Nairo Quintana has the advantage over Chris Froome at the Vuelta a España, but the Brit is looking forward to some more exciting racing with the Colombian
Froome rode with superiority in the Tour de France that the others could not match. In the second half, riders were racing for places on the podium, and no longer for Froome’s yellow jersey. Some complained that it was boring, nothing like this Vuelta so far.
“It’s definitely good for the race and it makes for good racing,” Froome said of the chase after Quintana on Monday. “I didn’t actually see much yesterday at all! He was too far up the road.
“It is good for the sport and it does make for good viewing. It’s good for the race. Of course, I would love to be in the same position that I had in the Tour, but that is unfortunately not the case. Of course, I would rather be 10 minutes ahead but that’s not reality.”
Froome rode a heavy schedule after accepting his third Tour de France winner’s vase in Paris on July 24. He raced criteriums, the RideLondon-Surrey Classic and in the Rio de Janeiro Olympics, both the road race and a bronze-medal time trial.
Quintana, who struggled and managed third in the Tour, rested in Colombia at altitude and returned only for the Vuelta. As a result, the 2014 Giro d’Italia champion appears better and Froome appears to be tiring – which produces a thrilling classification race.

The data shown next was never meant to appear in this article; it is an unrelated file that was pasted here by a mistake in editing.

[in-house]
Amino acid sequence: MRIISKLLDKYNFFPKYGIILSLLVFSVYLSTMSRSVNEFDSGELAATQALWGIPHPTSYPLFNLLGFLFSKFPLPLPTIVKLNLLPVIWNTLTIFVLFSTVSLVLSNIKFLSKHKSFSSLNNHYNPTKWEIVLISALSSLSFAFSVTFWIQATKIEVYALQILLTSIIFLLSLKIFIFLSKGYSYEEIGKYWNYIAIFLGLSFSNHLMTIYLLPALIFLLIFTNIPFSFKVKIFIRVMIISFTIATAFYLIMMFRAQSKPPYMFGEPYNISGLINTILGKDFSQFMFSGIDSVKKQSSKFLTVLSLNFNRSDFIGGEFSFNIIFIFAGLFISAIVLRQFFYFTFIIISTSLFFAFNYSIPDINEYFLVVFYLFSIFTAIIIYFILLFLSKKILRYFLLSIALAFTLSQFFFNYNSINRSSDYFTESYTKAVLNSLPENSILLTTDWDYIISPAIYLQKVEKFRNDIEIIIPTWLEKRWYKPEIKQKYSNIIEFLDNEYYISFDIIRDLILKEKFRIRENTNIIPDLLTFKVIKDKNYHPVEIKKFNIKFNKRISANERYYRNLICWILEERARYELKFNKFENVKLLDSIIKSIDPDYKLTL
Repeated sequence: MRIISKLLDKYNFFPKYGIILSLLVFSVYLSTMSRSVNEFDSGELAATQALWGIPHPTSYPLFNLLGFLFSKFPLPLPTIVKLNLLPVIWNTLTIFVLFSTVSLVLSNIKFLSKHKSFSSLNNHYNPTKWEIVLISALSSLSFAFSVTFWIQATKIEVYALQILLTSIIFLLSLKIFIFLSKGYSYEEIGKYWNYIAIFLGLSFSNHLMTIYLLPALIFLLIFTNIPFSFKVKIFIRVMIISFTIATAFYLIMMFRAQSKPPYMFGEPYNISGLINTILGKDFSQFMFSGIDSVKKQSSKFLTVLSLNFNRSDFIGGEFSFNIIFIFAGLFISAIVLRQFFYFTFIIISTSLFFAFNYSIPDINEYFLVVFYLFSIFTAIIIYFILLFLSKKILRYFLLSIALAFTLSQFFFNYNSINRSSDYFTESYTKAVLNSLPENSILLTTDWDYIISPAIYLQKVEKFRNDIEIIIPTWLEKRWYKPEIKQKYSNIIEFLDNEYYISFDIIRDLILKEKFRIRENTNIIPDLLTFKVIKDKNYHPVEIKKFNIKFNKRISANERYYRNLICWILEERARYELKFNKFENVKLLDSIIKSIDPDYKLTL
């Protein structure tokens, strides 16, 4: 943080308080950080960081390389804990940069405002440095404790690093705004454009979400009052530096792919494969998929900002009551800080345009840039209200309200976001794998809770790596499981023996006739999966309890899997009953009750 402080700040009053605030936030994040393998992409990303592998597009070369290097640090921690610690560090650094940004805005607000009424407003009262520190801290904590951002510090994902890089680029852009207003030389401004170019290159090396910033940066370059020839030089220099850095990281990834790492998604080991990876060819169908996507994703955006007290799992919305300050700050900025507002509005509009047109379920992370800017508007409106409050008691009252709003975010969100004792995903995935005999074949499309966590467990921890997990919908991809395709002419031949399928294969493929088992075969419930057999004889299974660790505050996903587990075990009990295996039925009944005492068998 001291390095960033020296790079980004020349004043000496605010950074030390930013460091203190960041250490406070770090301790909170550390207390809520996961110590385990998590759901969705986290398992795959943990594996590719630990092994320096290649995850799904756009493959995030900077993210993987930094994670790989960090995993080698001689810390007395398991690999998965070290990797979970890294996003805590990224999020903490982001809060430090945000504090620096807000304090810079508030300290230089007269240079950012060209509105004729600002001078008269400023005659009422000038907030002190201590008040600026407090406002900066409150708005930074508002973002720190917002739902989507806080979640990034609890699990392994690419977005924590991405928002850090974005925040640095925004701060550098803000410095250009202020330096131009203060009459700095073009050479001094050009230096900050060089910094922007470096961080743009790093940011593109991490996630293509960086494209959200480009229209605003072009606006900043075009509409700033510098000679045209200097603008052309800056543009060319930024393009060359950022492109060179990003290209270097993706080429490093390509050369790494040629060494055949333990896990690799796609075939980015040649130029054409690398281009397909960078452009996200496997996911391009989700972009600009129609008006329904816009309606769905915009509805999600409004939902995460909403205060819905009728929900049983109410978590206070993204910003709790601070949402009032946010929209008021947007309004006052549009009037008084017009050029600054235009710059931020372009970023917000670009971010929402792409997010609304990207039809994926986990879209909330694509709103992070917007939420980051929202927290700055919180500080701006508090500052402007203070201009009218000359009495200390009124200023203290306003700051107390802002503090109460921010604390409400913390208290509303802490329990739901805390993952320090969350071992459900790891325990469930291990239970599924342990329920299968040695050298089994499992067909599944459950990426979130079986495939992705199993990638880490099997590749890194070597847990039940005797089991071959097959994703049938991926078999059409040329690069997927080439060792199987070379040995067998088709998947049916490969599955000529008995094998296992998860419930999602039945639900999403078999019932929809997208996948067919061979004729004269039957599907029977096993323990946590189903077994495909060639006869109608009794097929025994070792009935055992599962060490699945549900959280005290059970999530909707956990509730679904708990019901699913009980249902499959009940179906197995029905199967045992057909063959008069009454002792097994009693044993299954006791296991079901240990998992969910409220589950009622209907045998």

The essential guide to the Vuelta a España
Froome rode a slower pace at first and then clawed back all of his rivals bar Quintana over the last six kilometres of the Lagos de Covadonga climb to finish 31 seconds behind. Quintana won the stage and took the red leader’s jersey. He leads Movistar team-mate Alejandro Valverde by 57 seconds and Froome by 58. Esteban Chaves (Orica-BikeExchange) sits at 2-09 minutes and Alberto Contador (Tinkoff) at 2-54.
“I have a lot of respect for [Quintana] as a bike rider. And as a rival. He’s definitely lifted himself after the Tour and he’s obviously had quite a bit more downtime. He’s obviously come here ready.”
Froome, who sat in the hotel’s lobby already dressed in his black kit for a training ride, paused to consider what sits apart Quintana from his other rivals.
“He is a lot less about the show. He doesn’t do these great big attacks for the TV,” Froome added. “He doesn’t cave under the pressure of the public, he just focuses on his own race. If he feels, good he pushes on and if not, he will sit in the wheels like you did in the Tour.”
The race continues on Wednesday with the Peña Cabarga summit finish, where Froome won his first Grand Tour stage in 2011 and began to show to the world his grand tour abilities.